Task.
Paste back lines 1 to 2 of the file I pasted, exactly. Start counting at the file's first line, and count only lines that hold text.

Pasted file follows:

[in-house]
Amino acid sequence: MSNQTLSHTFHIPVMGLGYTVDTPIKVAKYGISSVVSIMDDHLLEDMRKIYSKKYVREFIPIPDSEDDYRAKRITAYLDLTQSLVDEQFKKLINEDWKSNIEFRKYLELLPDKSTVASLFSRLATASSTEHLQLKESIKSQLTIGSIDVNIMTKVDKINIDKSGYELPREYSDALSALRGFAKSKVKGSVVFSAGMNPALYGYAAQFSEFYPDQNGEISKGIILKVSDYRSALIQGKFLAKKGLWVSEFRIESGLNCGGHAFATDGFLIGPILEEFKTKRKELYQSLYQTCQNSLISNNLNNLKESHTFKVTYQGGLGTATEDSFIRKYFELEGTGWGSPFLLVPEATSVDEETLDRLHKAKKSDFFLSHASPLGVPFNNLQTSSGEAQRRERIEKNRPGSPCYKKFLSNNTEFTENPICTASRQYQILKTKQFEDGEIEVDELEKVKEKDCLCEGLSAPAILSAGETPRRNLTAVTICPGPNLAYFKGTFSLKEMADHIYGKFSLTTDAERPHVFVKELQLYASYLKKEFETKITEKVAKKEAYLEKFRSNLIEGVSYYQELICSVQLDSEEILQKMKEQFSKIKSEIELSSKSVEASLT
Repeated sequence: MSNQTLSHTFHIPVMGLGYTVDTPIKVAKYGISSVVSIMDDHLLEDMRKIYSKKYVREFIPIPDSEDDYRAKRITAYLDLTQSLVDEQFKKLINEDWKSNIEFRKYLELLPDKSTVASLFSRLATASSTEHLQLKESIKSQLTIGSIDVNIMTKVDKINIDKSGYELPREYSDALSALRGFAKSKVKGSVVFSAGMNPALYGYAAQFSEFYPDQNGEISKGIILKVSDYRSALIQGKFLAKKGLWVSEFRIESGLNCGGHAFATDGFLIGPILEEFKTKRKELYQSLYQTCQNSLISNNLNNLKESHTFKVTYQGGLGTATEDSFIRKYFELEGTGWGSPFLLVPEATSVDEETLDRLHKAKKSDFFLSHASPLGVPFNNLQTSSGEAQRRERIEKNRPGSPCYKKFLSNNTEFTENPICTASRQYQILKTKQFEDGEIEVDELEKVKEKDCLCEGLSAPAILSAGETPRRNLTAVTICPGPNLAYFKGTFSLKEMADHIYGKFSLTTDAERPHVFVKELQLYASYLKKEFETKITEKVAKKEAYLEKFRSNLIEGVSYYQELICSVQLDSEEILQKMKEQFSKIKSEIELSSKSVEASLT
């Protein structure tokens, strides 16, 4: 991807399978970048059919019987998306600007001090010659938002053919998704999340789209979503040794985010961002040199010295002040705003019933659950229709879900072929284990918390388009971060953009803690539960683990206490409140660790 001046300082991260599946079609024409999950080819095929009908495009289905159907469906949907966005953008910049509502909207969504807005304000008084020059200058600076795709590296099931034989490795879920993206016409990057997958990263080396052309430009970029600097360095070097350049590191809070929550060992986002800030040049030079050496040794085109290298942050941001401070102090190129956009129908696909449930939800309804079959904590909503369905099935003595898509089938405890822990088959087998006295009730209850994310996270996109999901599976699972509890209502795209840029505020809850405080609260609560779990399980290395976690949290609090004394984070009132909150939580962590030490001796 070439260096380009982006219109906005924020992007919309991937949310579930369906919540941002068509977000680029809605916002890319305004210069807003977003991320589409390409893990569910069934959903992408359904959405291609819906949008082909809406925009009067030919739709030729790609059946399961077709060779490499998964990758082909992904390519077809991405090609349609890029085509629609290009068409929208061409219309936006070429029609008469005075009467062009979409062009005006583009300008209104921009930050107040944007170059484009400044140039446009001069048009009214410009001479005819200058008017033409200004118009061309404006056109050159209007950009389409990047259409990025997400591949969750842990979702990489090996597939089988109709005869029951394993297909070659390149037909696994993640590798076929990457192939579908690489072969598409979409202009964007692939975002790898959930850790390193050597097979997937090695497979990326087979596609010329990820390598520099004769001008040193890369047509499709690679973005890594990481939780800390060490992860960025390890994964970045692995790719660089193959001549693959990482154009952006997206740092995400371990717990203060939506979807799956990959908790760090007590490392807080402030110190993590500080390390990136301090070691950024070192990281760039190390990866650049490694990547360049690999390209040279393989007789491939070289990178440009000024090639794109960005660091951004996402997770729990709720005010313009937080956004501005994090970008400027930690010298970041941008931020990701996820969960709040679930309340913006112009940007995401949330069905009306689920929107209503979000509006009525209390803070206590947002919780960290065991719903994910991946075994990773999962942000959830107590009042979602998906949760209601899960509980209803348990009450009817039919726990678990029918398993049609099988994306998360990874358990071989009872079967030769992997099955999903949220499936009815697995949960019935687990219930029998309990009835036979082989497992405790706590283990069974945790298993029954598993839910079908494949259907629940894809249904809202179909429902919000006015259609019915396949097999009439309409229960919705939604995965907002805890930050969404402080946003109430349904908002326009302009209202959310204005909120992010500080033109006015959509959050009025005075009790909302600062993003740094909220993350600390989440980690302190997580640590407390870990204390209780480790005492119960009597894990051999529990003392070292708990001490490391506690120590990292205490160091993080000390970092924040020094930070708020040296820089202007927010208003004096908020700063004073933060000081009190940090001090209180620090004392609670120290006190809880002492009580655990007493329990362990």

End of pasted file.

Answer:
[in-house]
Amino acid sequence: MSNQTLSHTFHIPVMGLGYTVDTPIKVAKYGISSVVSIMDDHLLEDMRKIYSKKYVREFIPIPDSEDDYRAKRITAYLDLTQSLVDEQFKKLINEDWKSNIEFRKYLELLPDKSTVASLFSRLATASSTEHLQLKESIKSQLTIGSIDVNIMTKVDKINIDKSGYELPREYSDALSALRGFAKSKVKGSVVFSAGMNPALYGYAAQFSEFYPDQNGEISKGIILKVSDYRSALIQGKFLAKKGLWVSEFRIESGLNCGGHAFATDGFLIGPILEEFKTKRKELYQSLYQTCQNSLISNNLNNLKESHTFKVTYQGGLGTATEDSFIRKYFELEGTGWGSPFLLVPEATSVDEETLDRLHKAKKSDFFLSHASPLGVPFNNLQTSSGEAQRRERIEKNRPGSPCYKKFLSNNTEFTENPICTASRQYQILKTKQFEDGEIEVDELEKVKEKDCLCEGLSAPAILSAGETPRRNLTAVTICPGPNLAYFKGTFSLKEMADHIYGKFSLTTDAERPHVFVKELQLYASYLKKEFETKITEKVAKKEAYLEKFRSNLIEGVSYYQELICSVQLDSEEILQKMKEQFSKIKSEIELSSKSVEASLT